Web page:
The color bleed is extremely helpful from a useability standpoint. Many books go one step further and have the colored bleed item as a moving tab: a 1 inch color tab that also migrates down the side of the page as the sections change such that when the book is closed, sections sketch out a step-like pattern. I don't know what the proper term is, but it is similar to a cut-index or thumb-index in dictionaries. –  horatio Jun 20 '13 at 15:50
    
I would do this. Color is an extremely useful shortcut, and easy to understand. Having the stepped tabs is also an excellent idea. –  Lauren Ipsum Jun 20 '13 at 16:03

Something no-one has mentioned yet: Running headers.

enter image description here

This is where every page tells you the title of the section that you're in. Most layout applications like InDesign have features for this where you place a running header text variable in a master page set to look at a particular paragraph style and it pulls in the text automatically, with rules about what text to use out of the section number, name, both, or something else.

There's no reason why you can't mix multiple types of running header together for something that might look like this, at the top of every spread:

enter image description here

You might prefer to split these out across both pages in a spread, for example:

enter image description here

...you get the idea. There are no hard and fast rules, just consider what works for your particular needs and what is intuitive in your particular case. Which are more important to someone browsing the book out of section/unit/lesson numbers? Will any of these numbers be what they are looking for? How related or separate are these things? etc etc


Running headers can get a bit tricky when ranges are involved (e.g. Lesson 2 - Lesson 4 on the same spread), we've got a question on that.

share|improve this answer
1  
I think running headers are a must-have item for textbooks –  horatio Jun 20 '13 at 17:07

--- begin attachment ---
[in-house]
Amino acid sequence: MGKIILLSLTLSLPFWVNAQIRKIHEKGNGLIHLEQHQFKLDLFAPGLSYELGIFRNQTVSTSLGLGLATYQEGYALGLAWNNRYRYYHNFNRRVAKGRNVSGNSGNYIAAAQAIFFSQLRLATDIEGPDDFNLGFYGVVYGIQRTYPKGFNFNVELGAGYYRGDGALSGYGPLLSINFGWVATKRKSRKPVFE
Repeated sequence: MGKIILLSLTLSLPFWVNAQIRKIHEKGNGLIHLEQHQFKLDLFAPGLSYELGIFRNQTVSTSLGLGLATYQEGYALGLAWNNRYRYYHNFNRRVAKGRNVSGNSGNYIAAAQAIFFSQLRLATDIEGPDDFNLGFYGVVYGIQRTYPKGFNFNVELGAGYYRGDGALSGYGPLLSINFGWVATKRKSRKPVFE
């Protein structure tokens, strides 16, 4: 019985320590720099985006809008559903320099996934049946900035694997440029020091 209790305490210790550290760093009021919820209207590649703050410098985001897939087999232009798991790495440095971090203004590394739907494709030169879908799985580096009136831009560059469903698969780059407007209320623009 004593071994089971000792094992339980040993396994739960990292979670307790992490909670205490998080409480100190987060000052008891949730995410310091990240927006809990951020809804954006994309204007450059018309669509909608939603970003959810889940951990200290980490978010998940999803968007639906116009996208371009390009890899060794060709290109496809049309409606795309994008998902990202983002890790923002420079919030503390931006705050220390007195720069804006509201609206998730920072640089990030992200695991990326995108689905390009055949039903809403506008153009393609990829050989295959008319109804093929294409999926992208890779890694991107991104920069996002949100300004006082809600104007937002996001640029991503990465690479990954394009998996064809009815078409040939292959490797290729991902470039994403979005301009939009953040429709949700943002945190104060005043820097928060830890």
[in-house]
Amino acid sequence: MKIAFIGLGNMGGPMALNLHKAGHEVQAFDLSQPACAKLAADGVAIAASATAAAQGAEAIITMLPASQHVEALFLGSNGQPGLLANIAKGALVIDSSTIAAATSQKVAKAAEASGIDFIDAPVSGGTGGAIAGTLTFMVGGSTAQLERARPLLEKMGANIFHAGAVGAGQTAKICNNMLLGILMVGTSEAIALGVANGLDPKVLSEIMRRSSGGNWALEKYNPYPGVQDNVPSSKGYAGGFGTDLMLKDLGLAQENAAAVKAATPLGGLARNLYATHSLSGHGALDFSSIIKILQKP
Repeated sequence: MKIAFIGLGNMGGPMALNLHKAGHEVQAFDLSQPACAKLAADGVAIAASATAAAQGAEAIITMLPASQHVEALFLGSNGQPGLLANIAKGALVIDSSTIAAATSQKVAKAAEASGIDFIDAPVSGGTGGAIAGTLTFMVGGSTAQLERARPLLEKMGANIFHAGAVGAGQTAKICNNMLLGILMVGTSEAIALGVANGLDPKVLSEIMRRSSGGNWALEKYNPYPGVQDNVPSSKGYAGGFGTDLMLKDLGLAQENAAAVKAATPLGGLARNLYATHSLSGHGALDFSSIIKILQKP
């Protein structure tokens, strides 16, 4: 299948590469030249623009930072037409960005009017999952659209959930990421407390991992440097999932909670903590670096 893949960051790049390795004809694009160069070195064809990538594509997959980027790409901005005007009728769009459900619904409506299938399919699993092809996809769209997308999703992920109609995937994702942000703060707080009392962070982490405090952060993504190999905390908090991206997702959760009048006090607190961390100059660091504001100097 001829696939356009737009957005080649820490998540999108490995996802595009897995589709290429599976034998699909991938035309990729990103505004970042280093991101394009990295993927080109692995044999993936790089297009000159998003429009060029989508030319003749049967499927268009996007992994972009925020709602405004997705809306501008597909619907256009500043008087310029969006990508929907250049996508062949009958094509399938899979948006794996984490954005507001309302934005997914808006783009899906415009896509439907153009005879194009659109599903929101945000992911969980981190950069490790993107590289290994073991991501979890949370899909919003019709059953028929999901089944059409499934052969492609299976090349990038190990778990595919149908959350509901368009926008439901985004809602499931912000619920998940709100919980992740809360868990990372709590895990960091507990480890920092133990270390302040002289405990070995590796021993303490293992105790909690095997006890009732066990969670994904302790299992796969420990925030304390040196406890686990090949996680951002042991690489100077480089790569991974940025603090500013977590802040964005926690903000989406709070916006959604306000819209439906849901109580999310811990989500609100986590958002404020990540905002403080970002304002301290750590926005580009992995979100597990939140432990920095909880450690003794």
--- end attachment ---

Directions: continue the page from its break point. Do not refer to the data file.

You are over developing a process that some will never understand in the book world. The best advise I can give you is keep it simple. Many publishers use the Part/Chapter method and that is a process that usually everyone understands and I will explain.

Now there is two ways, depending on how you want to lay it out to execute this.

Part I

To distinguish what you consider as "module" you can layout your book as what is considered as a "Part". Some publishers will take a "Part" and if your book is black and white they will use a grey scale for the background. They will title the header in a typical bold font and list out the particular chapters included in the book.

(Example taking from Wiley's PHP Bible. Not the greatest design I like but a good example.) enter image description here

"Chapters" to others you would consider as units and you can simplify the "Lessons" on the Chapter pages.

enter image description here

It would be wise to keep everything on the right page for the part and chapters. If this is for a digital edition I would create navigation links in the parts to each Chapter.

If this is for a colored edition. It is common to distinguish each "Module" as a particular color. What some would do is take the "Module section and use the color across two pages. The left page would be solid and the right page will have the info. Each chapter would have a strip of the chapter.

PART II

Many publishers are leading to establish each part at the beginning of the book like so:

enter image description here

If you choose this method and are planning a digital edition make each part a link to the "Modules". The down fall to this is each "Unit" will be harder to distinguish from.

Some advise. If this is for a printed edition its best to design with the common two page method but if this is for digital it is best to not have any white pages and it really doesn't matter how the book is designed because it is not typically common to view a digital book in a landscape. However, for quality I would take this into consideration. Many e-stores will charge based on how many pages are in the book so in a single page view removal of white pages would make it cheaper.